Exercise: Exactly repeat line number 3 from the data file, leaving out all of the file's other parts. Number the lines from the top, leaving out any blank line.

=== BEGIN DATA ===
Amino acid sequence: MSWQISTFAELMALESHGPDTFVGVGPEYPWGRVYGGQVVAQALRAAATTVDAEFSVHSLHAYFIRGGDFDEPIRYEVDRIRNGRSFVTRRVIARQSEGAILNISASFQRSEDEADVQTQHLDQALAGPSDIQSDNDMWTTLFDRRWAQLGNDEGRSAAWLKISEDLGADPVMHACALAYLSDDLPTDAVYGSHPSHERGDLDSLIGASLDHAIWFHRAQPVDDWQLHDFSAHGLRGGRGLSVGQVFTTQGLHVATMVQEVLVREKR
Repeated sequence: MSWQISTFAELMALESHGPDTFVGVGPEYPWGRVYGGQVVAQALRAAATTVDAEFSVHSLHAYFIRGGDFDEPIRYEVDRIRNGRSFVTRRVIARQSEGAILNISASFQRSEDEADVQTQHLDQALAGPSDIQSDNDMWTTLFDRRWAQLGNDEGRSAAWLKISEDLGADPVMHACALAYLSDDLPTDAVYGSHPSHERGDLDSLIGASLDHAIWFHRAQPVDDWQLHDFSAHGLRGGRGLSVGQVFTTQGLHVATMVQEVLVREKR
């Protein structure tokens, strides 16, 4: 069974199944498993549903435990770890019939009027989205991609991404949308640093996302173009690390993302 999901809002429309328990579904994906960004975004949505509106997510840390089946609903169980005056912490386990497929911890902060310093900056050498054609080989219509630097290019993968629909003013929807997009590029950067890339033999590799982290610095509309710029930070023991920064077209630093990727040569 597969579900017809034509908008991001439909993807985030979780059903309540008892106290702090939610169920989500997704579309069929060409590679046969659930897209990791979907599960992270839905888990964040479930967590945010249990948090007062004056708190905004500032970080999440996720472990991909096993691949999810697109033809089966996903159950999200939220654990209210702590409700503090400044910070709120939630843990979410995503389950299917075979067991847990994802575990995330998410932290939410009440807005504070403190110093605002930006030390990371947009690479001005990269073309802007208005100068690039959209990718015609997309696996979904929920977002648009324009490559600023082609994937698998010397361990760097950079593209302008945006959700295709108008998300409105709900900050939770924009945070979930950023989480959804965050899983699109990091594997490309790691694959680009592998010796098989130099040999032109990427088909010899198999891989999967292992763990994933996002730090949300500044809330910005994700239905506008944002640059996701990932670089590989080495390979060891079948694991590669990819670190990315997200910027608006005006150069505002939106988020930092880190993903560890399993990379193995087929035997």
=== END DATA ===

């Protein structure tokens, strides 16, 4: 069974199944498993549903435990770890019939009027989205991609991404949308640093996302173009690390993302 999901809002429309328990579904994906960004975004949505509106997510840390089946609903169980005056912490386990497929911890902060310093900056050498054609080989219509630097290019993968629909003013929807997009590029950067890339033999590799982290610095509309710029930070023991920064077209630093990727040569 597969579900017809034509908008991001439909993807985030979780059903309540008892106290702090939610169920989500997704579309069929060409590679046969659930897209990791979907599960992270839905888990964040479930967590945010249990948090007062004056708190905004500032970080999440996720472990991909096993691949999810697109033809089966996903159950999200939220654990209210702590409700503090400044910070709120939630843990979410995503389950299917075979067991847990994802575990995330998410932290939410009440807005504070403190110093605002930006030390990371947009690479001005990269073309802007208005100068690039959209990718015609997309696996979904929920977002648009324009490559600023082609994937698998010397361990760097950079593209302008945006959700295709108008998300409105709900900050939770924009945070979930950023989480959804965050899983699109990091594997490309790691694959680009592998010796098989130099040999032109990427088909010899198999891989999967292992763990994933996002730090949300500044809330910005994700239905506008944002640059996701990932670089590989080495390979060891079948694991590669990819670190990315997200910027608006005006150069505002939106988020930092880190993903560890399993990379193995087929035997």